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Inside the Tech of SpaceX's Homegrown Rocket Engine 82

Posted by timothy
from the see-fig-1 dept.
An anonymous reader writes with this excerpt from a look at the engine behind SpaceX's Falcon rocket, the Merlin: "The rockstar of SpaceX may be Elon Musk, but the lead man behind the fire power is Tom Mueller. He is the Vice President of Propulsion Development and founding employee at SpaceX. Musk sought Mueller out in 2001 when Musk decided to build his own rockets instead of buying some from the Russians. Musk caught wind of a rocket engine Mueller built in his garage and 'apparently had a religious experience' once he saw it. If you didn't know, Elon Musk used $100 million of his Paypal money to start SpaceX. That money was used to build the Merlin engine Mueller had designed. The Merlin engine is the first new American booster engine in ten years and only the second in the last 25 years."
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Inside the Tech of SpaceX's Homegrown Rocket Engine

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  • by Anonymous Coward on Tuesday January 15, 2013 @10:40AM (#42590911)

    And not with a paid team working on a pay check.

  • by necro81 (917438) on Tuesday January 15, 2013 @01:06PM (#42593047) Journal

    Mod parent up; I already posted in thread, so I can't.
    We'd already be mining the moons of Saturn if atomic drives hadn't been scuttled.

    Your endorsement falls flat when looked at in context. You are talking about atomic drives: hot gasses or ion propulsion from a fission reactor. The parent was talking about harnessing the power of the sun. Grandparent was talking about the difficulties in creating antimatter. Y'all need to get on the same page!

  • by erice (13380) on Tuesday January 15, 2013 @03:00PM (#42594871) Homepage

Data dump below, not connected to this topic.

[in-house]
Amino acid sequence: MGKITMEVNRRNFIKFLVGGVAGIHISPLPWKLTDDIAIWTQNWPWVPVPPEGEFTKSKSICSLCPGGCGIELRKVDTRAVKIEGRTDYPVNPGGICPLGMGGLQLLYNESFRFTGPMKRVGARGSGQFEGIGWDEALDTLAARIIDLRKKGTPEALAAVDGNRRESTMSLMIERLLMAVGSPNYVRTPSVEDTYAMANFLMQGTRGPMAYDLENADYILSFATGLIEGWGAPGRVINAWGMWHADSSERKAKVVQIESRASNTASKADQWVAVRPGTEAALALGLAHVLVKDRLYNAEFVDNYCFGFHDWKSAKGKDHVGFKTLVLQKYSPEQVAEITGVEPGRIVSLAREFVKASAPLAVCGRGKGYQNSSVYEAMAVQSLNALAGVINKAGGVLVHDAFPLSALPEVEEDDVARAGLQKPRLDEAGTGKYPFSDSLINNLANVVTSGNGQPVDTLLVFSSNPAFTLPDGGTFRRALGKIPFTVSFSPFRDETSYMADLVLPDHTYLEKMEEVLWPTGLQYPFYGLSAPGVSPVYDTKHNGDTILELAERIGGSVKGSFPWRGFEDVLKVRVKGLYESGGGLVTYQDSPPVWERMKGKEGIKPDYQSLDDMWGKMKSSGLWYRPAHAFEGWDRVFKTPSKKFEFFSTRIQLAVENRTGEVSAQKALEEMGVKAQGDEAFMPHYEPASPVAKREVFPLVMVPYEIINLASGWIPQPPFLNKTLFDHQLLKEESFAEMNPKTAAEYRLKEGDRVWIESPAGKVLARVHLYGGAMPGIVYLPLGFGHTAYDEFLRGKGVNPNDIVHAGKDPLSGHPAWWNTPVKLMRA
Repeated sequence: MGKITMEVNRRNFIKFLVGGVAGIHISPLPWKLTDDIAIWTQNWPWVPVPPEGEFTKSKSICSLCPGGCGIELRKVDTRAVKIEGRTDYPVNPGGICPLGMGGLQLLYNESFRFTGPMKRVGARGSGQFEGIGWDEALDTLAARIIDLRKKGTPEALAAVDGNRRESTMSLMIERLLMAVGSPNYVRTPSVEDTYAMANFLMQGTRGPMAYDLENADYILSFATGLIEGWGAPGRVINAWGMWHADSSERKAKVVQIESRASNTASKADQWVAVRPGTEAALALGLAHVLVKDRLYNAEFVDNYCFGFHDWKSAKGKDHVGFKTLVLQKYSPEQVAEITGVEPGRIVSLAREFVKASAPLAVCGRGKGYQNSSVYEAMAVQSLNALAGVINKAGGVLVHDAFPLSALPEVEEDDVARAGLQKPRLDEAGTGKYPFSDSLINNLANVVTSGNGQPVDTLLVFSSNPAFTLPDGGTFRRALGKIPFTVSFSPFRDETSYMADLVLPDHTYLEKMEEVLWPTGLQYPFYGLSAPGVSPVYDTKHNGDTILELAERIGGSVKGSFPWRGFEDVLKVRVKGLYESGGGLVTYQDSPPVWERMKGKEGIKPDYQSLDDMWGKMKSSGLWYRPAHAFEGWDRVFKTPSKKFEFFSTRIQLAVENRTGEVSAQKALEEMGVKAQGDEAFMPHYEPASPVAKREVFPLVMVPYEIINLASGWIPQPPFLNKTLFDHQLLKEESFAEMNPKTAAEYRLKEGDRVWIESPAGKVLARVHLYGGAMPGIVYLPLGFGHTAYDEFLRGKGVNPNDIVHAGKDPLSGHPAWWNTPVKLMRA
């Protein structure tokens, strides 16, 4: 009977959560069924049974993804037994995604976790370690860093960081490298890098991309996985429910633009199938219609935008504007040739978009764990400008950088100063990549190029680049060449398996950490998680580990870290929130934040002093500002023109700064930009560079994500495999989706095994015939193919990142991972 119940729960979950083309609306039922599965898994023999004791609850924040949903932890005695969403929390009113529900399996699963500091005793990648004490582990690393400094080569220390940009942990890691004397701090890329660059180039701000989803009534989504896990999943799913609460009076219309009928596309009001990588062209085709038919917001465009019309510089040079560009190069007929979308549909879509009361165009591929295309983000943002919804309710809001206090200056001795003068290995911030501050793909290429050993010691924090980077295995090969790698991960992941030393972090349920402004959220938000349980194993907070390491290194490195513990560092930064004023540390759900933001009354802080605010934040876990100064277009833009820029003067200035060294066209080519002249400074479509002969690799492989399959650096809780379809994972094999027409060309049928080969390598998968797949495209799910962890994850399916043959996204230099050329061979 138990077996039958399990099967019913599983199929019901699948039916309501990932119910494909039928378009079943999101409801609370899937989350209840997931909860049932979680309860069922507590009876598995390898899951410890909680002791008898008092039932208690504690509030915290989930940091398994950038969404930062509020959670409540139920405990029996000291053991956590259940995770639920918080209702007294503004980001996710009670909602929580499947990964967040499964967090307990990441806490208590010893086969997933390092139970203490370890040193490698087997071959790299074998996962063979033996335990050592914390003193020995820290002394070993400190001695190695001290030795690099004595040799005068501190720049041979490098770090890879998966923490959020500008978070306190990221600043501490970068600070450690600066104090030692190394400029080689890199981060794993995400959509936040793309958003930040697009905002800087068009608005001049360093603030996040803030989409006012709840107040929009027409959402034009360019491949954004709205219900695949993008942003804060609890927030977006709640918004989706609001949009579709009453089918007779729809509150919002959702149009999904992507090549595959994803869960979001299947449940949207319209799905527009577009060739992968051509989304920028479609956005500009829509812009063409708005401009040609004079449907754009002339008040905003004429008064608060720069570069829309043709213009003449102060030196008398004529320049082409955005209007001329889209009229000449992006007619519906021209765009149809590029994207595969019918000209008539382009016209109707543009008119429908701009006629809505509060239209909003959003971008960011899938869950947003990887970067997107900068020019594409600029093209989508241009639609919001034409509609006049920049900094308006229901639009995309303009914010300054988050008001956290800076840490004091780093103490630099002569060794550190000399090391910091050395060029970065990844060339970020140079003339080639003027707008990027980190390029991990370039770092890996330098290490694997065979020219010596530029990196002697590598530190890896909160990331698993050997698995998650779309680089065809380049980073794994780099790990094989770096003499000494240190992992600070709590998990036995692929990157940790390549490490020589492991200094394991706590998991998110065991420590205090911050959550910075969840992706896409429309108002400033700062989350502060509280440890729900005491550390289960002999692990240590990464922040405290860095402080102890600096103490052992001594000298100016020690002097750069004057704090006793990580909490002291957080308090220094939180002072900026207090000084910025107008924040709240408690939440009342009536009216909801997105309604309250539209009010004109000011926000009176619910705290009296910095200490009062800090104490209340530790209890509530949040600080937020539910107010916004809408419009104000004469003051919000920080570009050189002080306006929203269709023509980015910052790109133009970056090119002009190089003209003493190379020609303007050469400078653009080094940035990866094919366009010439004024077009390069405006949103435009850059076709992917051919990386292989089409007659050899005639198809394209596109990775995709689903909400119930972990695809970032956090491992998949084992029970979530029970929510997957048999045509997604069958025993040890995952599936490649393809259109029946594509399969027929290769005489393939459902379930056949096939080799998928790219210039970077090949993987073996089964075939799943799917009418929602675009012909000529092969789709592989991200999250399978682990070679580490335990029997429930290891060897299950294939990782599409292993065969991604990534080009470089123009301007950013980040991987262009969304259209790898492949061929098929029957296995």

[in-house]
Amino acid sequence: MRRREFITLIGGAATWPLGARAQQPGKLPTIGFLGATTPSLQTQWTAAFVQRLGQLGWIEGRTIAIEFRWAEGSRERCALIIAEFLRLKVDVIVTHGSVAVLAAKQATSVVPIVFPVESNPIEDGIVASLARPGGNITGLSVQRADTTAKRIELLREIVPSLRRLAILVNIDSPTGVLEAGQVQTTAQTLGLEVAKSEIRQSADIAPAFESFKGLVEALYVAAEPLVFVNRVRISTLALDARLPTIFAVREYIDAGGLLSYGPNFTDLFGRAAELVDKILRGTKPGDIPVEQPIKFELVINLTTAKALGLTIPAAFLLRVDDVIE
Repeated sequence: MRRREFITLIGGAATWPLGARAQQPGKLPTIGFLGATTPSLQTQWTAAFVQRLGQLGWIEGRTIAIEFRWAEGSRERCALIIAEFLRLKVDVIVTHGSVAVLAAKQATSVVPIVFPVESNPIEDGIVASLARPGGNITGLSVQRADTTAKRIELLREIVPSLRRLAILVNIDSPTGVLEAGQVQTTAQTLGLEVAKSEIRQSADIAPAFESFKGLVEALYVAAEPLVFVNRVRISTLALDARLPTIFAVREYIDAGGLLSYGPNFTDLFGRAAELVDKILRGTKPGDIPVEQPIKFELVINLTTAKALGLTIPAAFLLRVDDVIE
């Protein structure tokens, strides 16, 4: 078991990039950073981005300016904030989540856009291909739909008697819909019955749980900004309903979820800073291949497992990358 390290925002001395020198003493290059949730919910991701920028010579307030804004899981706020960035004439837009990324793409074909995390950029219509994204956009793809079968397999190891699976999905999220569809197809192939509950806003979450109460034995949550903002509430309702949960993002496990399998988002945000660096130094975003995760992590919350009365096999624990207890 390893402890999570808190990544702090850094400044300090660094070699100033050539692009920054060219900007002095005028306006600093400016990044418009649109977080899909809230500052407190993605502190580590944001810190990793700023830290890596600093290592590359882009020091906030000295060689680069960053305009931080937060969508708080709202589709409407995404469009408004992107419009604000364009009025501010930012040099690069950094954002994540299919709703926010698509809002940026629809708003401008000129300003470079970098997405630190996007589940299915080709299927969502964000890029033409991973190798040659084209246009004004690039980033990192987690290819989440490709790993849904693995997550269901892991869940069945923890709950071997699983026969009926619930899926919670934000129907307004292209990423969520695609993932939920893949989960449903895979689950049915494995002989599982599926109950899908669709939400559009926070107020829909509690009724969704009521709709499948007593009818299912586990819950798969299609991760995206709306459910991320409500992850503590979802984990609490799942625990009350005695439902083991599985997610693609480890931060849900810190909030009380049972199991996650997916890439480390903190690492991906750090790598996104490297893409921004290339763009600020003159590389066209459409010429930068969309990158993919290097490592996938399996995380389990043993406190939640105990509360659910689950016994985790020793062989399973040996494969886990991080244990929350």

I'm not an expert on rockets, and don't know if your comment is true or hyperbole. But it seems that the more modern designs costs 2x or more what SpaceX does to get to LEO. [] How can such a horribly inefficient design cost so much less to fly?

    There is no such thing as universal efficiency. A device/design is efficient if it uses less of whatever you desire to conserve. A rocket that is more mass efficient or more fuel efficient may not be cost efficient.

  • by Bo'Bob'O (95398) on Tuesday January 15, 2013 @03:51PM (#42595569)


    Just off the top of my head: Teflon (dupont), the transistor (Bell Labs), the GUI (Xerox Parc), the blue LED (Nichia). The list goes on and on of things that have been major game changers that came from a group of smart people getting a paycheck putting their heads together or building on each other's work on something new.

    That's not to say that there aren't impediments to innovation today, be it short sighted investors or patent issues, but a great deal of big innovations, if not many of the biggest in the last 100 years have come from academics on grants and guys on salaries. What seems to be special about SpaceX is that those are the guys that seem to be the focus in the company rather then much larger (less flat) companies that are mostly about managing management and pleasing investors.

If I'd known computer science was going to be like this, I'd never have given up being a rock 'n' roll star. -- G. Hirst